The newsletters of Adam Hartung.
Keynote Speaker, Managing Partner, Author on Trends
Our 20 years of research has shown that consistent success at innovation is the result of carefully applying four factors. Firms can win sometimes with only 2 or 3, but that risks costly mistakes. Worse, they don’t know what went wrong.
The Four Stages of Good Innovation Management are:
- Market Sensing- Gathering the right data
- Data Collection- Gathering data the right way
- Data Analysis- Hearing the market story
- Response- Doing the right things
This newsletter will focus on the first stage, which lays the foundation for the entire innovation process.
Market Sensing is often viewed as gathering traditional industry data such as existing customers, existing competitors and existing technology evolution. Unfortunately, that information is woefully incomplete. Case studies and product failure analyses are filled with stories of how an upstart company, on nobody’s radar, created a new product, category or even a new market obsoleting the existing industry and changing key metrics.
Companies try to overcome the myopia by holding brainstorming sessions. But….
“Ok, we’ve got 6 months to make the numbers,” exhorts the VP. “We’ll watch this video on brainstorming and then break into small groups. Each group will generate ideas on how we can improve. No idea is too crazy at this stage!” But the VP adds, “Oh, by the way, we can’t hire any new people, spend any more money or move our resources around, so let’s work within those guidelines. Off you go; present after lunch!”
The Right Way to Market Sense
There are three types of questions for brainstorming:
1. What is happening now? What is considered the status quo?
2. What could happen that would destroy our business?
3. What could happen that would allow us to destroy our competition?
Once you answer these questions, identify what trends are driving each scenario. What trend can be leveraged to really do something different? What trend, taken to a greater extent, could change the status quo? Disregard existing beliefs, accept that “maybe pigs could fly,” and figure out what trend could make that happen. Then identify the data you could track.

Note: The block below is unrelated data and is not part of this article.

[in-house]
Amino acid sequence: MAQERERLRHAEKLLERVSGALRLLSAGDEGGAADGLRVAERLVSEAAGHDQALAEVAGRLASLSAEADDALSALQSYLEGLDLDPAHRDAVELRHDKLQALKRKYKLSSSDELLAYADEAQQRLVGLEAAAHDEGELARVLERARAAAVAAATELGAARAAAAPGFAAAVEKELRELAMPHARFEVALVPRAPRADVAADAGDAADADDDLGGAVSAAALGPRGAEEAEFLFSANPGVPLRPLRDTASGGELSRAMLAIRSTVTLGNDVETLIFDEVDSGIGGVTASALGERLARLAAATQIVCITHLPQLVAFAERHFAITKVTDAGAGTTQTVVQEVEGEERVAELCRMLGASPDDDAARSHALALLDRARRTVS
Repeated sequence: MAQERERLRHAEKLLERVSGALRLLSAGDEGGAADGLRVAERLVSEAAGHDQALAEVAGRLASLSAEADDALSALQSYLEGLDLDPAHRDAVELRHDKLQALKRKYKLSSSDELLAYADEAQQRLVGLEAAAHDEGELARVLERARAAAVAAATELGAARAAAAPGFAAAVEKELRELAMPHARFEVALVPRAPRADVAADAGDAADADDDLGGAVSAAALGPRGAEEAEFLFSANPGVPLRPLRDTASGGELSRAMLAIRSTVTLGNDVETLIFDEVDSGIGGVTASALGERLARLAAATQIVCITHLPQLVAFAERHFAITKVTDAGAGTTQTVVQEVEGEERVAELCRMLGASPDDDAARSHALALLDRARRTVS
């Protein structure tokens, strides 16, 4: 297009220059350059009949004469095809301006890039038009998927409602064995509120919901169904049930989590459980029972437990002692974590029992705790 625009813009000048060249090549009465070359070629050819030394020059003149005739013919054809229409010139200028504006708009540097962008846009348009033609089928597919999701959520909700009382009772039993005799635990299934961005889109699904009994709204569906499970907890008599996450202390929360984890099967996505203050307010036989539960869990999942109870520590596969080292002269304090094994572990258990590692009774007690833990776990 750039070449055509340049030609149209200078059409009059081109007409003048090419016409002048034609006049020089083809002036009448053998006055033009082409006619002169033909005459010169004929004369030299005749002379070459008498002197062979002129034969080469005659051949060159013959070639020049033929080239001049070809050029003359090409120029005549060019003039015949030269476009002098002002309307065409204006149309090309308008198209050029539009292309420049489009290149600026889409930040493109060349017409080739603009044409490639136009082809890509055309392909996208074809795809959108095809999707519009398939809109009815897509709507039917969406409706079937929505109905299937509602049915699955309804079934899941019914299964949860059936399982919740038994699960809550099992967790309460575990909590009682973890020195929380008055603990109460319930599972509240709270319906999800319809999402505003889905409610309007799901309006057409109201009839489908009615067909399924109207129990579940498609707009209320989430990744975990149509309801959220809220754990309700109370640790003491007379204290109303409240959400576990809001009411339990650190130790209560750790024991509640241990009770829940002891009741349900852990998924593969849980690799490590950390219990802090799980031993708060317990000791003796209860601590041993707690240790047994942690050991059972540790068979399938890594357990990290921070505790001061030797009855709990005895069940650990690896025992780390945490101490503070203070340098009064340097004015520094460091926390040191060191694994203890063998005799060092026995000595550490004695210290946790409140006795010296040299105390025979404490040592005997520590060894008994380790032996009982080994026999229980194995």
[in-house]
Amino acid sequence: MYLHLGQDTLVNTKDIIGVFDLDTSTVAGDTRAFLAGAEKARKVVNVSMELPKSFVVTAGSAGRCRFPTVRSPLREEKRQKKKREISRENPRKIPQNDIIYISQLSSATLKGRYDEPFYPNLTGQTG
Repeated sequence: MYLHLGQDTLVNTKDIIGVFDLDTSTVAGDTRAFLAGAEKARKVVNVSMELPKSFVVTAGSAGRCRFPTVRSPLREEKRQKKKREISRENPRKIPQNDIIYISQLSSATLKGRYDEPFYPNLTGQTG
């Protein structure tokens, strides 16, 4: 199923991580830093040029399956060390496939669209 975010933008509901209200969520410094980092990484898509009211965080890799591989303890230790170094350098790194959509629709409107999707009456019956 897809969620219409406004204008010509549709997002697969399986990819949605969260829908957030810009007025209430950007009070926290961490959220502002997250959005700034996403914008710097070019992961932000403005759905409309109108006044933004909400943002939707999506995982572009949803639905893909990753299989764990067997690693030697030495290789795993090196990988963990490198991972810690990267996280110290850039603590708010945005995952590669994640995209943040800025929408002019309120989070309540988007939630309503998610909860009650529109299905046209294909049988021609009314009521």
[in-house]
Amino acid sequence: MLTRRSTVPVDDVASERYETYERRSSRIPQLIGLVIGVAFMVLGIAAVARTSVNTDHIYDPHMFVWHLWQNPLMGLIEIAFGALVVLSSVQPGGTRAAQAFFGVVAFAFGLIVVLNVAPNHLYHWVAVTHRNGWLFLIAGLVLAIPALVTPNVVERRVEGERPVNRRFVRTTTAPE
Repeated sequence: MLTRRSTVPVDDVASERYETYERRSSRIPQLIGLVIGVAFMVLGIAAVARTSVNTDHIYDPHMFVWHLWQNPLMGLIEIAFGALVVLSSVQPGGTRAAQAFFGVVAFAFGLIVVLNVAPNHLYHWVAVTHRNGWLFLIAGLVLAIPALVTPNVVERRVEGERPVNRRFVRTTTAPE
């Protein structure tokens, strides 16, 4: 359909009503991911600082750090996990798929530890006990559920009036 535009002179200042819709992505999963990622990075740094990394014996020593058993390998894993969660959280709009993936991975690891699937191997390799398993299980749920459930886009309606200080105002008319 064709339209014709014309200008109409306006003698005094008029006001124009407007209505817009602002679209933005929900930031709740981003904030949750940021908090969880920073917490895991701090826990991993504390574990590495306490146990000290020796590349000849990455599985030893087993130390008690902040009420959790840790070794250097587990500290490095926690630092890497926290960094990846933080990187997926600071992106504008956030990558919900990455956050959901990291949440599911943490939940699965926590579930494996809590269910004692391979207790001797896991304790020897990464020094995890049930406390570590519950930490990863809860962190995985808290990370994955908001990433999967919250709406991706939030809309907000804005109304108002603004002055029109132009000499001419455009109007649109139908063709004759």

For example, no one was considering delivering packages via drones, until news reported drones hovering over prisons to drop items. Next, DHL and Amazon said they were testing the idea for packages, and suddenly the competition for home and medical delivery changed dramatically. But few affected companies looked hard at this trend and were tracking drone size payload capacity, operational distance, navigation technology, etc.
Once the opportunity for changing the status quo happens, it is incumbent on every competitor to brainstorm how to track that trend and incorporate this trend into innovation plan. It was about 100 years since the first air mail planes but it took less than 5 years from prototype to drone delivery.
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“In the field of observation chance favors only the prepared mind.”
Actions you can take
Most companies simply continue planning as if the future will look like the past, without sensing potential market shifts. They are forced to react when trends change the basis of competition, often late and with no insight into the look of future markets and competition. Try Market Sensing to more out of ideation sessions on products and services.
Stay tuned to my next newsletter, when we delve into data collection.
If you can’t wait, give me a call or drop me an email so we can discuss your needs.
How we can help
Our two decades of helping organizations identify and implement innovations gives us keen insight into how sustaining, expanding and disruptive innovations can be identified, evaluated for risk and cost, and managed for successful market growth. Our experience and processes will help you grow via innovation with more confidence, less time investment, lower cost and faster, greater returns.
For more on how to include trends in your planning, I’ve created a “how-to” that you can adapt for your team. See my Status Quo Risk Management Playbook.
Forbes Posts- Hartung on Leadership, Investing, Trends